Monday, 18 October 2010

Dog Log Day 5

This weekend Renton was allowed into the restaurant for the first time. Obviously accompanied by me and not on his own, in case you thought that he was sitting at a table expectantly with a napkin tucked into his collar waiting for Sunday lunch. (oh..and there was another grown up there, Christine, supervise!) Last weekend was really the first time he had been in and around the main part of the hotel with me only and not on harness, only his lead. So this was my first experience of being with him in a restricted  public area with so many people around. As I said in my first posting, German Shepard’s tend to get a very strong reaction of love or hate  and true to form I had experience of both..
Obviously I tend to be fairly unaware of the inaudible reactions unless people come and actually talk to me or the dog. To be honest, the general public are much more likely to talk to the dog, yep..tell the dog, where my table be careful with the sticking out chair ..honestly!…  So I tend to literally blindly push on, causing chaos, if I don’t know people are there...and Renton and I were causing chaos, as Christine was telling me..although she had a hard time keeping up as she is only wee and had to run behind to keep up!!! 

Heading down one of the hotel corridors we came face to face with a delegation of Chinese visitors. The sounds were incredible, scuffles, hotel cards being shoved in locks, doors not opening, sounds of people literally climbing walls in their terror to get away.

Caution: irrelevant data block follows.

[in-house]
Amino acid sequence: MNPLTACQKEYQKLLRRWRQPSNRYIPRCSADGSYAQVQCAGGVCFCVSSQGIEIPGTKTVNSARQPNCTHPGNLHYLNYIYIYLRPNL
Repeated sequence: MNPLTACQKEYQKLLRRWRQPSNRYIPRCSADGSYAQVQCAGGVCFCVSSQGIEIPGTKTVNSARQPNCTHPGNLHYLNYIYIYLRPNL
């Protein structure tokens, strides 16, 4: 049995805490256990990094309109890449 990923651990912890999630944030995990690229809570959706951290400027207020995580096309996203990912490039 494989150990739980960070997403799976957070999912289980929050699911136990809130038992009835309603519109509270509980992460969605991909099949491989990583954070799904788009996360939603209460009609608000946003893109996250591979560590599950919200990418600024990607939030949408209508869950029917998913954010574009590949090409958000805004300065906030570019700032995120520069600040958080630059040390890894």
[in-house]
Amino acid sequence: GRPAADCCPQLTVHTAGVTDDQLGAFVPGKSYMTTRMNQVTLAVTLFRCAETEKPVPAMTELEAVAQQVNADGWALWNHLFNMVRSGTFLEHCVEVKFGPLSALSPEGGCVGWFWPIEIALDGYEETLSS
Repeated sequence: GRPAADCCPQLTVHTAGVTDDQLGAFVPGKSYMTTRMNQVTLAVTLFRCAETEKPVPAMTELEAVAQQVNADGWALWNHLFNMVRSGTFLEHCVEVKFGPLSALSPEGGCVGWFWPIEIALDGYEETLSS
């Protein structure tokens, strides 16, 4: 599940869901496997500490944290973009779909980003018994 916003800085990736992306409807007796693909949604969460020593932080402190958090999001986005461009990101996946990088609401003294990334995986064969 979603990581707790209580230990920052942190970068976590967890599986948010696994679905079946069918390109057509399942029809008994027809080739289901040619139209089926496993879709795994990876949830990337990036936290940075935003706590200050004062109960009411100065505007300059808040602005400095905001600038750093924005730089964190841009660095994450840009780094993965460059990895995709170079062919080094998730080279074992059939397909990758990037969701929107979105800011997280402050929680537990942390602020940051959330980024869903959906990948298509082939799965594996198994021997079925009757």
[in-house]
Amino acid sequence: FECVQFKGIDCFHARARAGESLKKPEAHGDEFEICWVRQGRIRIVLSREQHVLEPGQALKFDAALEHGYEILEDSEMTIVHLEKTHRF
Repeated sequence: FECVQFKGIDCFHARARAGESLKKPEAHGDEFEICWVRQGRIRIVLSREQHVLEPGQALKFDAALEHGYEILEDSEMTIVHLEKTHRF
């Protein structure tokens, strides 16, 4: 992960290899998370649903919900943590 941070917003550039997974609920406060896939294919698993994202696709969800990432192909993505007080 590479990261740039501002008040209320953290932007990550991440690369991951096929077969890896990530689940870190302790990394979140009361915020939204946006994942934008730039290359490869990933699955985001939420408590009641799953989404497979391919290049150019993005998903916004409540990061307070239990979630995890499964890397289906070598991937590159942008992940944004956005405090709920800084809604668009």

One poor woman was trying to get into a bedroom that clearly wasn’t hers with a card that wouldn’t work. Whilst a man stood transfixed in horror not knowing where to go or what to do. ..But no-one spoke, coughed or made any noise at all!...Renton and I strode through   -  the only thing on my mind was my cooked breakfast!.

Christine has spent a lot of time in China (something that she is constantly reminding me of) explained to me that there is a different cultural attitude to dogs in China which explained their re-action. Plus the average height is 5ft 7 and tiny dogs. (cough.. I'm 6ft with...a biiiiiggg dog) I must have looked really scary to them.  The difficulty is, there aren't many places you can hide in a corridor.

On the way back, just to underline Renton’s gentleness. He came across two small children in reception. One stood with her arms out stretched wanting a hug from the dog. Renton didn’t let her down and very gently put his head on her shoulder and she got a massive hug much to her delight. The little sister seeing this ran around a pillar to head Renton off at the pass, with her arms out stretched. Renton didn’t let her down either and she to got a hug and a delicately nibbled ear, from the dog, the pair of them giggled away (the same dog that only 45 minutes earlier was causing such fear and terror). 

I think I'll need to get used to this!


  1. glad to hear its all going so well for both you and Renton. He is an absolute beauty -- don't tell Moss though! jackie H

  2. glad all is going well..we will follow your experience with interest as we bred Renton. Heis very like his mother Tarka which is our dog .Good luck and welcome to a real dog!!!!! Angus Adams

  3. Love the blog, hope things continue to go well for you and Renton. Really looking forward to meeting him, hope to see you soon...... let us know when we can descend upon you all for a visit! Ruth x